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Sam Hall has brought a portion of Mount Rushmore to York County.
Instead of granite and dynamite, the 24-year-old Hall used corn and a lawnmower to create an iconic image of George Washington, the father of our country.
Halls work is not carved into a mountain or even a hill. Rather it is cut into just a regular cornfield, he said. The near 7-acre image is the latest corn maze offered by his familys farm, the Bush-N-Vine, on the Filbert Highway outside York.
Halls inspiration came not from Mount Rushmore but from the quarter. The Halls selected Washington as this years maze theme because it is an election year.
The maze also includes the phrase In God We Trust. Sam Hall said its not a religious statement on his part. In God We Trust is part of the maze because its on the back of the quarter and, thats what our country is about, he said.
In past years, the Halls carved their maze on a field near the highway. This years maze is down a rutted farm path, accessible by tractor or pickup truck. Those wanting to master the maze can take a hayride to its entrance.
Theres nothing fancy about the maze. It started as 100 pounds of field corn, planted 6 inches apart on rows separated by 28 inches.
Hall planted the corn in July. He googled a suitable image of Washington. When the corn was about a foot tall, he got on the lawnmower, eye-balled the image and started cutting. The hardest part, he said, was cutting Washingtons collar. It was difficult to get the lines of the collar parallel.
It took a couple of mowings to beat back the young corn. Hall let the remaining corn grow, soaking up the sun and rain. The corn is now about 8 to 10 feet tall. The field can be eerily quiet until the wind rustles the stalks. A wrong turn can lead to a densely packed dead end.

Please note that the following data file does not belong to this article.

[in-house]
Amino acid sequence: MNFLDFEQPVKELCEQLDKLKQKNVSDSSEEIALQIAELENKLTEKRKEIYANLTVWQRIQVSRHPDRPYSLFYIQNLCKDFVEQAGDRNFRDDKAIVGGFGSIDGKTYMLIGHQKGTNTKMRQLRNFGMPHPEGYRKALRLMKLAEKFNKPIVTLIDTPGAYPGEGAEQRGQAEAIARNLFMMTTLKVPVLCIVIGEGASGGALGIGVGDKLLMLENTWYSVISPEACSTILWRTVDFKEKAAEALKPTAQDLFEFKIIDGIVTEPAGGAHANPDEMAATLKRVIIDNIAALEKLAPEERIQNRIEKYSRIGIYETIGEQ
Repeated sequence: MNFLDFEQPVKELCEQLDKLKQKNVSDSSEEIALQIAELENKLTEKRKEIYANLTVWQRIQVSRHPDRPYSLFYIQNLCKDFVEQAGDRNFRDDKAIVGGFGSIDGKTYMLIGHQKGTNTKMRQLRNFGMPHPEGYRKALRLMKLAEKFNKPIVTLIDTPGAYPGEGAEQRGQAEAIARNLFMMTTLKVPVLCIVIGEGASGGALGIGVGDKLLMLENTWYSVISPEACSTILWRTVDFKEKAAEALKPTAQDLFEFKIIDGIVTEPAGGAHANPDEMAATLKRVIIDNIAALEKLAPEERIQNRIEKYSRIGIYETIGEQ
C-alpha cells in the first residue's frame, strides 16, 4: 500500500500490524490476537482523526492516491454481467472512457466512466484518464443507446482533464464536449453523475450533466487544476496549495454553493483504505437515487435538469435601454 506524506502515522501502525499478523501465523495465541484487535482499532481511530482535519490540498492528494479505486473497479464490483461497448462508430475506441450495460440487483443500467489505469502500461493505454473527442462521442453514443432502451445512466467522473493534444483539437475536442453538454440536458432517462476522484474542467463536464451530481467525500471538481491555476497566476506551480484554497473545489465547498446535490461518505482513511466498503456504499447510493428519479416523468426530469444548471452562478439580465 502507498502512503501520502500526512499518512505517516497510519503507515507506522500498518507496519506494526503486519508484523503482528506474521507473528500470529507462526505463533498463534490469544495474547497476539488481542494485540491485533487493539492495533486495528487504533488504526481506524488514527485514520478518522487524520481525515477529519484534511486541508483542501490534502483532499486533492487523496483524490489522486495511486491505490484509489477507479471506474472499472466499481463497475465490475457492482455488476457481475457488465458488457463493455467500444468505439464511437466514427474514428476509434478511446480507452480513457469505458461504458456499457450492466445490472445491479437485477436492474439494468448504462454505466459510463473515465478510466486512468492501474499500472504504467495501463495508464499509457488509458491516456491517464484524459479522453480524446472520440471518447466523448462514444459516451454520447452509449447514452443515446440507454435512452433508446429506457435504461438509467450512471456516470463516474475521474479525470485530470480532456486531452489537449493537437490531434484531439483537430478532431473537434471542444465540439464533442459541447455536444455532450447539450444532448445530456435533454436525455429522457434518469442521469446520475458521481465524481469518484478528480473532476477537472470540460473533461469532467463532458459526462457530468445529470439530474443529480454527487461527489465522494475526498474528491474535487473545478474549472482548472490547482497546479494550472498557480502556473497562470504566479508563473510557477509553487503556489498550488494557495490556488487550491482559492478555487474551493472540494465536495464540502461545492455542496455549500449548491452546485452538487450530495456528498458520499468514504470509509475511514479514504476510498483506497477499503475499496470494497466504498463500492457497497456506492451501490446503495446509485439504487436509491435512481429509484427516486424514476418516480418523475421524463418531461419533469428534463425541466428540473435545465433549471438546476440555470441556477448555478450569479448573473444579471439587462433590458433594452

And you may not be alone. Deer tracks are embedded in the path.
Mastering the maze can be accomplished in as little as 30 minutes. But for many it takes longer because its not just a maze, its a history lesson, too.
Placed along the path are 18 questions nine in the In God We Trust section, nine along Washingtons features. The questions test ones knowledge of American history and government.
The Halls selected the questions and settled on 18 because thats the number of holes on a Putt-Putt golf course.
Everyone loves Putt-Putt, Sam Hall said.
The questions are multiple choice. Some are easier than others. The first one, however, may take some time.
Who said, Our Constitution was made only for a moral and religious people. It is wholly inadequate to the government of any other.
There is no penalty for a wrong answer. There is the satisfaction that you are smarter than a fifth-grader if you answer correctly.
The maze, which is open on Saturdays until Nov. 3, costs $5.
The maze exit is at the farms you-pick-em pumpkin patch. Amid the tangle of vines are several different varieties of pumpkins in various sizes, shapes and colors. The classic orange jack-o-lantern pumpkin is still the big seller, Hall said, but more people are now asking for green or white pumpkins.
Sometime after Nov. 3, the Halls will harvest the field corn when the kernels dry out and the maze will disappear unlike the permanence of Mount Rushmores sculptures. The corn will be sold to deer hunters as well as for animal feed.
But thats something George Washington undoubtedly would have understood. While he was a general, a president and greatly revered for his leadership, Washingtons first love was farming. He was among the first American farmers to experiment with crop rotation and fertilizers, realizing that it wasnt healthy to continually plant a field with tobacco every year.
Washington ultimately stopped planting tobacco, instead planting wheat and corn.